Spin or substance: Should Australia play two tweakers at the SCG? – Sydney Morning Herald

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Statistics show the SCG has become more of a spinner’s graveyard in recent years at Test level but former Australian tweaker Steve O’Keefe is hopeful that Mitch Swepson is handed a debut next week alongside Nathan Lyon against England in Sydney.
Swepson, the 28-year-old Queensland leg-spinner, was given a ringing endorsement by Australian chairman of selectors George Bailey on Thursday but will only partner Lyon at the SCG in the fourth Ashes Test if conditions suit.
With just under a week to go before the New Year’s Test on January 5, Australia don’t have a clear picture yet as to what sort of pitch will be dished up but should it resemble the typical dry SCG deck of years gone by, Swepson’s chances of becoming Australian Test player No.464 will certainly increase.
With all-rounder Cameron Green developing into a useful option with the ball this series, Australia may be tempted to pick just two frontline pacemen, plus Lyon and Swepson, like they often did around the turn of the century in Sydney.
Every year the two-spinner debate rages heading into the Sydney Test. However, Australia has only picked two frontline spinners in the same XI on two occasions in the past 15 years.
That occurred when O’Keefe partnered Lyon against the West Indies in 2016 and against Pakistan the following year.
Mitch Swepson bowls on Thursday at the MCG. Credit:Getty
Before that, you have to go back to Shane Warne and Stuart MacGill in 2006 against South Africa in Ricky Ponting’s 100th Test.
Warne (64 wickets at 28.12) and Macgill (53 at 24.47) have the most wickets of any Australian spin bowlers in Tests at the SCG.
Lyon has played 10 matches at the SCG since 2012 but averages 40.94 per wicket, above his career average in Australia of 32.33. After picking up 10 wickets against New Zealand in 2019 – his only two five-wicket hauls from 10 Tests at the SCG – Lyon returned figures of 2-201 against India earlier this year from 77 draining overs.
O’Keefe has taken seven wickets in two SCG Tests at 23.71 on his home track.
But gone are the days of the SCG being a spinner’s paradise and a fifth-day haven for tweakers, and the Australia selectors will be acutely aware of that when they discuss whether Swepson should play.
Stephen O’Keefe bowls in the nets ahead of Australia’s Test against the West Indies in 2016. Credit:AP
“We’d love nothing more than for him to get an opportunity, but it will be conditions-dependent,” Bailey said.
From 1991 to 2000 at the SCG, Australian spinners averaged 31.73. From 2001 to 2010, that figure was almost identical at 31.65.
But in the past 11 calendar years (2011 to 2021), Australian spinners have taken 47 wickets at 44.95 at the famous ground.
Meanwhile, the increase in averages extends to visiting bowlers as well. From 2001 to 2010, overseas spinners averaged 44.69 but in the period of 2011 to 2021, that figure rose significantly to 56.28.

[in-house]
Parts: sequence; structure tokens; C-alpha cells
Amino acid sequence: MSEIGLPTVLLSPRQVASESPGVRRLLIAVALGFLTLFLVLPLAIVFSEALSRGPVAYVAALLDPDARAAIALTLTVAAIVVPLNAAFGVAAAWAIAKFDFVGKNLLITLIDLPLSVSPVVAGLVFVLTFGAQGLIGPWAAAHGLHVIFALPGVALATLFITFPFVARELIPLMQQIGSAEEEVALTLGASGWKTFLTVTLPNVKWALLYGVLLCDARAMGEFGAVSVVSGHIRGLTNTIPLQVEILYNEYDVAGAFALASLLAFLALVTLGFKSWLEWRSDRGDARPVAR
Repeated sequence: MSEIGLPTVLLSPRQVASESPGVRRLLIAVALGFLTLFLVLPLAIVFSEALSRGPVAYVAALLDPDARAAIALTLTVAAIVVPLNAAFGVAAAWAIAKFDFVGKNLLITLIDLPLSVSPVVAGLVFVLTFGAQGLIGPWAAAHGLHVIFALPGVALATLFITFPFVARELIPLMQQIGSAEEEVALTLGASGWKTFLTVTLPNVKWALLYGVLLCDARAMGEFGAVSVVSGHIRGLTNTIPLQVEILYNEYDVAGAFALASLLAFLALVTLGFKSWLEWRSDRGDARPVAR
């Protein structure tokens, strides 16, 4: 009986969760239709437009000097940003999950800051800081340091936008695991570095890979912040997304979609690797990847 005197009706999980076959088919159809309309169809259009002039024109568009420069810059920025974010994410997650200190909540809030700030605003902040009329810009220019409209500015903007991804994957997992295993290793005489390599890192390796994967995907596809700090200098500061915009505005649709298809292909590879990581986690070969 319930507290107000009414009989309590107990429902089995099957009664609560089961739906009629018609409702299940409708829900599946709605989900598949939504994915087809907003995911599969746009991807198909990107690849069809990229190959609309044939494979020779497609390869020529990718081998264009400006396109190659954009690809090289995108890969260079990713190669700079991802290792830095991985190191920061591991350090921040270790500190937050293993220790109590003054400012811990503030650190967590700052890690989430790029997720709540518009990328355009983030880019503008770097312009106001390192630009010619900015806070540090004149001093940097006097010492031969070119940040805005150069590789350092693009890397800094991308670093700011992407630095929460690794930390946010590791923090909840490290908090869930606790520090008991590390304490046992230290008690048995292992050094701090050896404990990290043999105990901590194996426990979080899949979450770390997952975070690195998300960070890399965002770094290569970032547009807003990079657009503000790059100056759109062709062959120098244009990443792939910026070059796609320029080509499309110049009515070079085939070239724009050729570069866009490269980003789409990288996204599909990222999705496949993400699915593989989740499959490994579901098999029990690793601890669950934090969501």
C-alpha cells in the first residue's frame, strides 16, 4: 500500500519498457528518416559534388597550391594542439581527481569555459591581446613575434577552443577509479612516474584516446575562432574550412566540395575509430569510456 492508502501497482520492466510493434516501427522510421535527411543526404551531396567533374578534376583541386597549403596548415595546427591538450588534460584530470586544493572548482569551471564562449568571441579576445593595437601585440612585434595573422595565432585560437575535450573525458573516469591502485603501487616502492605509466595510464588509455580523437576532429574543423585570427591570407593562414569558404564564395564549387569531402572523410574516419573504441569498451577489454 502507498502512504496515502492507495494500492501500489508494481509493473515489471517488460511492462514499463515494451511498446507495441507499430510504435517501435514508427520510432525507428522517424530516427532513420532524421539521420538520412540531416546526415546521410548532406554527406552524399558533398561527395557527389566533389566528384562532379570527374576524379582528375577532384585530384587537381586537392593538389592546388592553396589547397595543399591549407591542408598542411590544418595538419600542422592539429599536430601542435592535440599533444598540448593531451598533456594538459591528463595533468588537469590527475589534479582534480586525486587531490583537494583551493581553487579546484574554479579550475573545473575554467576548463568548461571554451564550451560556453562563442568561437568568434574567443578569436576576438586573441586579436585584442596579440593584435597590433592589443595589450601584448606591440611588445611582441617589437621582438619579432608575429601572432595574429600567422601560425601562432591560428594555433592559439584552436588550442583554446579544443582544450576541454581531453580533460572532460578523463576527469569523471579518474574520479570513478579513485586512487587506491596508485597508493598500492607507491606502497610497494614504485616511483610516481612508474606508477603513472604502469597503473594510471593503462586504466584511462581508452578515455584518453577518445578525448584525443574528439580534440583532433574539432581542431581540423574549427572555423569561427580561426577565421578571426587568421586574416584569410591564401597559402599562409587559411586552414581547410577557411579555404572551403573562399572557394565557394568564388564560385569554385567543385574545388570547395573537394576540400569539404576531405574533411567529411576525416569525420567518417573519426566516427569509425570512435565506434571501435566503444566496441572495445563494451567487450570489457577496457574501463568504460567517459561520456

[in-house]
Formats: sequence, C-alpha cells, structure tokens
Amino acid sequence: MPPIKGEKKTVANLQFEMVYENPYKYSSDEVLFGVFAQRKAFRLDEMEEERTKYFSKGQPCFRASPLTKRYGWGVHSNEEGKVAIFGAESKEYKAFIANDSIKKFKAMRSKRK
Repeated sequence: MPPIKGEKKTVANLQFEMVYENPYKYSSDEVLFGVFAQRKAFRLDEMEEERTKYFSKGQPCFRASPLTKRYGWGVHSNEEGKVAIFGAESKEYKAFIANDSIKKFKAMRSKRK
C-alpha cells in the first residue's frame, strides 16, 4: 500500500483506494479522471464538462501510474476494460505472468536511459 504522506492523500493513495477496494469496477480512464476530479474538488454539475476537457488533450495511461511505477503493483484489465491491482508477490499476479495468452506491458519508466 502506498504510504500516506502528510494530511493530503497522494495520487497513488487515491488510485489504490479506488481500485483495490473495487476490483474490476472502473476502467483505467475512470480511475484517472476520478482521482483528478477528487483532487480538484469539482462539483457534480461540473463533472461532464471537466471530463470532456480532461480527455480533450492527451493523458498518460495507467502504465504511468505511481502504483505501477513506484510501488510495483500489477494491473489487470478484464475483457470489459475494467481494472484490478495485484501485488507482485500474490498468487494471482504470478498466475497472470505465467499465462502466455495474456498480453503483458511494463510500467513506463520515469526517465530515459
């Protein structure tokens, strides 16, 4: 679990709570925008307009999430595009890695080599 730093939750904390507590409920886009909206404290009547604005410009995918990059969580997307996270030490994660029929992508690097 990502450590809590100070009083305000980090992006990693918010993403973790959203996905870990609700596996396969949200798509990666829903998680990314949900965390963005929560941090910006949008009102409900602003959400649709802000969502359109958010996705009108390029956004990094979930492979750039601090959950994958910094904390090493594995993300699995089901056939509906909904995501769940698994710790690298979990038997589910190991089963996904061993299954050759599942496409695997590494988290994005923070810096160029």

Since the turn of the century, Anil Kumble (20) has the most wickets of any overseas bowler at the SCG, ahead of Danish Kaneria and Ravi Ashwin.
The same increase applies when analysing the percentage of wickets taken by Australian spinners at the SCG. From 2000 to 2010, Australian spinners took 37 per cent of their team’s wickets at the SCG, compared to 26 per cent in the last 11 years.
In the Warne and MacGill era, spinners regularly took 50 per cent or more of Australia’s wickets at the SCG, particularly late in the match when big cracks began to open up.
“I think [the reason for the increase in averages] is down to different pitch conditions,” O’Keefe said. “They are now wanting to leave more grass on the wicket, and or square, to make the wicket block look better on TV, which has suited fast bowling.”
O’Keefe believes Swepson, who took 32 wickets at 23.4 in last year’s Sheffield Shield season, should play at the SCG, meaning Australia would need to omit one of Mitchell Starc, Josh Hazlewood or Scott Boland.
“I think he’s put in so much hard work,” O’Keefe said. “The tours I went on he was always there as the project player. When you watched him play last year [in the Sheffield Shield] he went to another level. He wanted the ball in his hand, bowled more consistently, bowled big-turning leg breaks and took lots of wickets.
“When you think about the tours they’ve got coming up, you want to get game time into him at some stage. When he goes over to these sub-continental tours, you don’t want to throw him into the fire. I think he’ll relish it.
“We used to talk about my shitty straight left-arm breaks as the next best option, but we’ve actually got some genuine depth and genuine spin bowlers, which has taken a bit of time. Nathan Lyon and Mitch Swepson are right at the top of the tree.”
Former Australia captain Mark Taylor has suggested that picking Swepson is the way to go, with tours to the sub-continent on the horizon.
“They need to find a suitable replacement in years to come for Nathan Lyon,” Taylor told Wide World of Sports. “Maybe that is Mitch Swepson and maybe they even give Swepson the next Test.”
However, O’Keefe has a sneaking suspicion the SCG pitch may be a little different this time.
“The last pitch for the Sheffield Shield game against Victoria was perfect wicket and the best I’ve seen it,” O’Keefe said. “I’d personally leave thick grass on it and dry the wicket out. Thatchy grass is the key.”
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